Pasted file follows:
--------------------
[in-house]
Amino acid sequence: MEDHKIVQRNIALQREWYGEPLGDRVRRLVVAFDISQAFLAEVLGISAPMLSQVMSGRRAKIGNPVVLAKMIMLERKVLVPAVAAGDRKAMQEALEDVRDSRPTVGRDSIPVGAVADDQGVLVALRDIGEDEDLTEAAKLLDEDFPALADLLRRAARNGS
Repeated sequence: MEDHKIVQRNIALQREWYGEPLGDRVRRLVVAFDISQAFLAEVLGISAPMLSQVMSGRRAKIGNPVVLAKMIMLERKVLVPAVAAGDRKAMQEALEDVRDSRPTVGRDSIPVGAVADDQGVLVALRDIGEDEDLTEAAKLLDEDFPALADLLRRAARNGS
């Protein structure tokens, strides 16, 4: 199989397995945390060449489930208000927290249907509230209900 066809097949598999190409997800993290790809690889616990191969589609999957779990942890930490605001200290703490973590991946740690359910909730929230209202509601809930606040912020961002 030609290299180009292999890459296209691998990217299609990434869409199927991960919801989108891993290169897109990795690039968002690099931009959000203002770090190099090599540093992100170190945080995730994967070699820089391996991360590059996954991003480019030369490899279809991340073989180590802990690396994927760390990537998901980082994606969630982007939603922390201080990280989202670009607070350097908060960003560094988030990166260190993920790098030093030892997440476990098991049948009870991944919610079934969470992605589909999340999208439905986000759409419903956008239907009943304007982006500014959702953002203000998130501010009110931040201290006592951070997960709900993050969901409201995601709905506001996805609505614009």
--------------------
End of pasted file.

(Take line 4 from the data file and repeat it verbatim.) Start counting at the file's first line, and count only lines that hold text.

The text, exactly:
């Protein structure tokens, strides 16, 4: 199989397995945390060449489930208000927290249907509230209900 066809097949598999190409997800993290790809690889616990191969589609999957779990942890930490605001200290703490973590991946740690359910909730929230209202509601809930606040912020961002 030609290299180009292999890459296209691998990217299609990434869409199927991960919801989108891993290169897109990795690039968002690099931009959000203002770090190099090599540093992100170190945080995730994967070699820089391996991360590059996954991003480019030369490899279809991340073989180590802990690396994927760390990537998901980082994606969630982007939603922390201080990280989202670009607070350097908060960003560094988030990166260190993920790098030093030892997440476990098991049948009870991944919610079934969470992605589909999340999208439905986000759409419903956008239907009943304007982006500014959702953002203000998130501010009110931040201290006592951070997960709900993050969901409201995601709905506001996805609505614009």